If you’re like most Americans, you’re probably pretty wasteful. I don’t know what it is; we love throwing stuff away – used and unused alike. Until I kick my paper towel addiction, I’m not one to talk.
However, I feel obligated to let those of you in the intermediate stage of frugality know about some relatively simple, yet advanced techniques to save extra cash.
Warning: These methods are uncommon. They involve the handling of bodily fluids that would make the average citizen of the industrialized world uncomfortable.
If you’re feeling brave, take a deep breath and read on. Come to think it, don’t take a deep breath – not thru your nose anyway.
Peeing in the Shower
This habit is probably born more out of laziness than thriftiness. Never the less, you can’t deny its efficiency. After all, the water is going down the drain whether you pee in it or not.
Why be wasteful by going in the toilet?
It should go without saying, but relieve yourself as soon as you turn the water on. What’s the point in getting all lathered up, scrubbing up, and then pissing yourself? That doesn’t make any sense.
Although this savings technique is kinda icky, no one has ever gotten sick from shower pee. It’s just that the thought of it gives you the heebie jeebies.
Now, the people who share a shower with you probably won’t like it, but they don’t have to know. Then again, they’re probably peeing in the shower too.
Reusable Sanitary Napkins
The reusable kind are doubly gross.
However, I do find them intriguing. And I’ve always wondered how earlier women managed to keep things clean during their periods. Since disposable sanitary napkins weren’t widely used until the 1900s, women used old rags, fabrics, scraps, and what not for menstrual protection.
In their unused state at least, the modern, reusable sanitary napkins look all girly and pretty. If I didn’t hate pads so much, I’d try one.
The Menstrual Cup
I first heard of the menstrual cup while reading The Tightwad Gazette by Amy Dacyczyn. My immediate response was something like, “Eeeeeew! That’s so nasty.” And then I was like, “I wonder how much money I’d save by using one.”
In case you’re not familiar with the menstrual cup, here’s what it does. Unlike a tampon that absorbs, – eh, I don’t wanna say it – blood, a menstrual cup collects it. You have to dispose of the contents and cleanse the menstrual cup for reuse.
Although I never got around to buying one, I still might give the menstrual cup a spin. It’s healthier for you and only $21. Plus, I hear it doesn’t dry out your vagina like tampons do.
Not Flushing the Toilet After Peeing
For those of us who grew up under this rule, it’s not that big of a deal. My mom constantly reminded us how expensive the water bill was when we flushed after every use. She also zealously stressed the importance of flushing if we left anything other than pee and paper in the toilet.
With this one, you have to use your judgment. Clearly, if you’re gonna doodoo, you should flush before using the toilet. No one likes to handle their business over urine.
Of course, you can’t go on for days without flushing the toilet.
So, when do you know it’s time to flush? The toilet will tell you.
Try as I might, I can’t think of a way to sexify them for anyone born post-World War II.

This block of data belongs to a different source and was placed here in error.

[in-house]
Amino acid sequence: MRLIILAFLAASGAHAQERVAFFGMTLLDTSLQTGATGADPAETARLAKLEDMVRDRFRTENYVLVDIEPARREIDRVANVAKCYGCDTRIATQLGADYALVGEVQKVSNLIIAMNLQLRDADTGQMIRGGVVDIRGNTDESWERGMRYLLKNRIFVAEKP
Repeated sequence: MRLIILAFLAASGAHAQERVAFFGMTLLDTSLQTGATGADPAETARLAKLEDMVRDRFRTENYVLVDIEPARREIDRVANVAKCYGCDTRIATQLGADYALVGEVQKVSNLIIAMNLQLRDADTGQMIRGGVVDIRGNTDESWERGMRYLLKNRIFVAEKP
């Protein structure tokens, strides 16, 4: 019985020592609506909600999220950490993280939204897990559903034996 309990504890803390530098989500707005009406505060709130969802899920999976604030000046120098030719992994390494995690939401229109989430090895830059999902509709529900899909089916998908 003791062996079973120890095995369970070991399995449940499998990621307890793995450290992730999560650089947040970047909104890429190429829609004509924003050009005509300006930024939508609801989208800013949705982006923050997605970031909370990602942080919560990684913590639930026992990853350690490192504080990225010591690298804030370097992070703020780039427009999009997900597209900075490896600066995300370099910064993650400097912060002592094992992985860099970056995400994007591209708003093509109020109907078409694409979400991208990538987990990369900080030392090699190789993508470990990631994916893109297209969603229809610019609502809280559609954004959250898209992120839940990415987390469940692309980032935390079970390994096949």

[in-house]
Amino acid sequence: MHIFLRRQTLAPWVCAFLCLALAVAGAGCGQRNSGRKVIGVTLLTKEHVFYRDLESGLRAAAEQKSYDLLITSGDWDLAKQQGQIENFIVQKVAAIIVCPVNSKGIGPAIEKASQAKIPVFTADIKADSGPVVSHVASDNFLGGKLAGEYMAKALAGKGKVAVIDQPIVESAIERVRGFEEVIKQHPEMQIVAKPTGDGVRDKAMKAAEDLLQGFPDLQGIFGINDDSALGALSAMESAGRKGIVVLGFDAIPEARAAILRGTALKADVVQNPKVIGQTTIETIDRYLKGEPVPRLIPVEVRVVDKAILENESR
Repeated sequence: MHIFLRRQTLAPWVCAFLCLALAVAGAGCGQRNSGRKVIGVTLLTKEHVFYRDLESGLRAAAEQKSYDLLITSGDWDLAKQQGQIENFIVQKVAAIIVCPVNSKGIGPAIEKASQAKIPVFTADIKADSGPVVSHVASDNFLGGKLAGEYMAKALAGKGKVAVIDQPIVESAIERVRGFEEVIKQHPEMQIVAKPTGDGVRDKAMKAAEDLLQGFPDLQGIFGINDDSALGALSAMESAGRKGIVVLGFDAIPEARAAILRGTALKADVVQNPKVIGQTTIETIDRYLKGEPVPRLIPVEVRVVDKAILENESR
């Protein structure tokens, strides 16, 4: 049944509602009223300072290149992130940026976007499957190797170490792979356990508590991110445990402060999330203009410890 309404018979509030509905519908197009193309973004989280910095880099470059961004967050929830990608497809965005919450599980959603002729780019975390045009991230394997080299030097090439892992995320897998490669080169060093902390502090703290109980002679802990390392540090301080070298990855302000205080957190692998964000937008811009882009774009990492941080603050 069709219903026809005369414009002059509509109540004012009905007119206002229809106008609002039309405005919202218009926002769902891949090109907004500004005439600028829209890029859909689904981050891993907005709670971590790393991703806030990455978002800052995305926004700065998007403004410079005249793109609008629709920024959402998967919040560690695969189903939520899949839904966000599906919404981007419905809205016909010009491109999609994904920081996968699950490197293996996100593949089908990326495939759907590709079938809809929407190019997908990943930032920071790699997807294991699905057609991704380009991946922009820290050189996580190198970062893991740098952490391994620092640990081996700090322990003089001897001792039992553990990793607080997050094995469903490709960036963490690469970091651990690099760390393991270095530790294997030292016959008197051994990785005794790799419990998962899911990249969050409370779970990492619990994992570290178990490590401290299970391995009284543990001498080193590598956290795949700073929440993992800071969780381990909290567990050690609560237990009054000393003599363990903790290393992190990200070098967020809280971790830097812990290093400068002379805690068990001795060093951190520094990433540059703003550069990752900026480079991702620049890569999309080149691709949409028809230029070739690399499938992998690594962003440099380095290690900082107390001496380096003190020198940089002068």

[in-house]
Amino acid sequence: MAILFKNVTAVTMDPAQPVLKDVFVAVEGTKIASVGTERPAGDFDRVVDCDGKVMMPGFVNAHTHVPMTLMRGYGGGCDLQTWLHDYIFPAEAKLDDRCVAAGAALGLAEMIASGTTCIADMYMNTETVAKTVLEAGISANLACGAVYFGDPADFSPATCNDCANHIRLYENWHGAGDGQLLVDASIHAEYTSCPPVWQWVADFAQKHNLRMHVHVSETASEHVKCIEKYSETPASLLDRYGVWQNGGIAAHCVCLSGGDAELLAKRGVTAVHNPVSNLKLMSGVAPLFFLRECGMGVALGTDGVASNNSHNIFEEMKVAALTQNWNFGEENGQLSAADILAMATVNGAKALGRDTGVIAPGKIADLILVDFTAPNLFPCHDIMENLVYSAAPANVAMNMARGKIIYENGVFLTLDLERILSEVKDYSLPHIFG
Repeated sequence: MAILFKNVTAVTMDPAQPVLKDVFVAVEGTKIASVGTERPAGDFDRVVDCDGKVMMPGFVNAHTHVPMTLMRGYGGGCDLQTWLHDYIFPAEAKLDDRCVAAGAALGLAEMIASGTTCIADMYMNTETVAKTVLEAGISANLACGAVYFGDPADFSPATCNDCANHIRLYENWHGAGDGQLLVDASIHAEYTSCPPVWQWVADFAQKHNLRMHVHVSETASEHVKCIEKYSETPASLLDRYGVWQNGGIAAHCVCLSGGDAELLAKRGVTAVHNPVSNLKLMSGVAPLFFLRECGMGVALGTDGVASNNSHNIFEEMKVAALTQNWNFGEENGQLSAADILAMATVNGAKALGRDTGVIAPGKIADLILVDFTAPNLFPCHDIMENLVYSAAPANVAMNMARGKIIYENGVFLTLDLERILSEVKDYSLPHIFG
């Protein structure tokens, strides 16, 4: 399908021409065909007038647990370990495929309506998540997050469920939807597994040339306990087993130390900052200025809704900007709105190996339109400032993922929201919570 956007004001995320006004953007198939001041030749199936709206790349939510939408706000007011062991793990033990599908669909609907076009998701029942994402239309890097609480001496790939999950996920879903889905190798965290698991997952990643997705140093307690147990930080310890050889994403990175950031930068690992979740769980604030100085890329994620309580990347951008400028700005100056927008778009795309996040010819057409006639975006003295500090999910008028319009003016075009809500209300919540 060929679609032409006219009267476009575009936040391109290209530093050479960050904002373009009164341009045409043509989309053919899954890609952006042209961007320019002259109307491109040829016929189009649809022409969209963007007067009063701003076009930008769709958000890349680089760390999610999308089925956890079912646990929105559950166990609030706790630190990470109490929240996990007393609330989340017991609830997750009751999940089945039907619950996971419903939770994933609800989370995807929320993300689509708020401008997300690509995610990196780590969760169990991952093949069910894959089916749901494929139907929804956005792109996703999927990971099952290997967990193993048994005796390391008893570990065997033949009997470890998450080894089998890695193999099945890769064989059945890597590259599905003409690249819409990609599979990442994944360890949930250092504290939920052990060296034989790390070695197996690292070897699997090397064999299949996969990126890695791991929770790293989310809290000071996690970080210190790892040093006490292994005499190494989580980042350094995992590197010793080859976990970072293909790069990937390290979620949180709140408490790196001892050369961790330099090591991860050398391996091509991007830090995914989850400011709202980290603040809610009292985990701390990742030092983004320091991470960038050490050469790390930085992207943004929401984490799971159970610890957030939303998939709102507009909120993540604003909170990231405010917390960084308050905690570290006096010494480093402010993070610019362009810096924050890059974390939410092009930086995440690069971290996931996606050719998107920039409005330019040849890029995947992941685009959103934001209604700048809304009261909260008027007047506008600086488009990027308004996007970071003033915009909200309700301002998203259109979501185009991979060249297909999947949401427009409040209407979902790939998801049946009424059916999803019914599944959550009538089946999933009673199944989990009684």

I bring up handkerchiefs because I could save quite a bit of money by using them. You see, I am, literally, a snotty woman. The quantity of mucus produced by my body on a daily basis is untold.
Personally, I think anything you blow your nose into should be incinerated. Unlike the other items I list in this article, I’m concerned using a handkerchief to blow your nose isn’t worth the savings for anyone. I don’t want you carrying that thing around and spreading germs.
I’ll be honest. I’ve never changed a poopy diaper in my entire life. Frankly, the whole process is messy, smelly, and downright disturbing to me. I’d hate to prolong the activity by continuing to handle poo after the diaper was changed. But it is a legitimate method parents use to reduce waste and save money. And it seems they pay dearly for it.
Cloth diapers are cuter and more stylish than their counterparts of old. A quick browse of Amazon reveals cloth diapers commonly fall in a price range of $12 – $20. You moms can do the math. Plus, you have to wash those adorable little suckers frequently.
Given the somewhat high start up costs, your dollar will go much farther if you use them on multiple children. There’s always the option of grabbing used cloth diapers from the thrift store, Freecycle, or a friend who no longer needs them for her kids.
Even though you may not save a ton of money by choosing the less traditional alternative, kids who wear cloth diapers are potty trained sooner than those who don’t.
Before you imagine me flipping into a rodent infested dumpster covered in garbage juice, let me explain.
You can dumpster dive with grace. I’ve done it.
My apartment is partially furnished with other people’s unwanted stuff. Fortunately, they were considerate enough to leave their cast offs next to the dumpster rather than in it. However, I can’t promise I’m above digging a piece of furniture out of the trash.
My dad was a garbage man, so I’m probably more comfortable around trash than most people.
My mother and I would go to the local Coca-Cola plant to fish out two-liter sodas from their dumpsters. That lasted until an employee caught us and demanded we stop. What a meanie.
Again, you have to be smart. Steer clear of anything that’s made of fabric. It could be saturated with all types of bodily fluids and crawling with bed bugs.
There you have it. Seven ways to save money that are literally disgusting, but likely won’t make you physically ill.
What non-traditional methods do you use to save money? If it’s really embarrassing, just tell us your friend does it.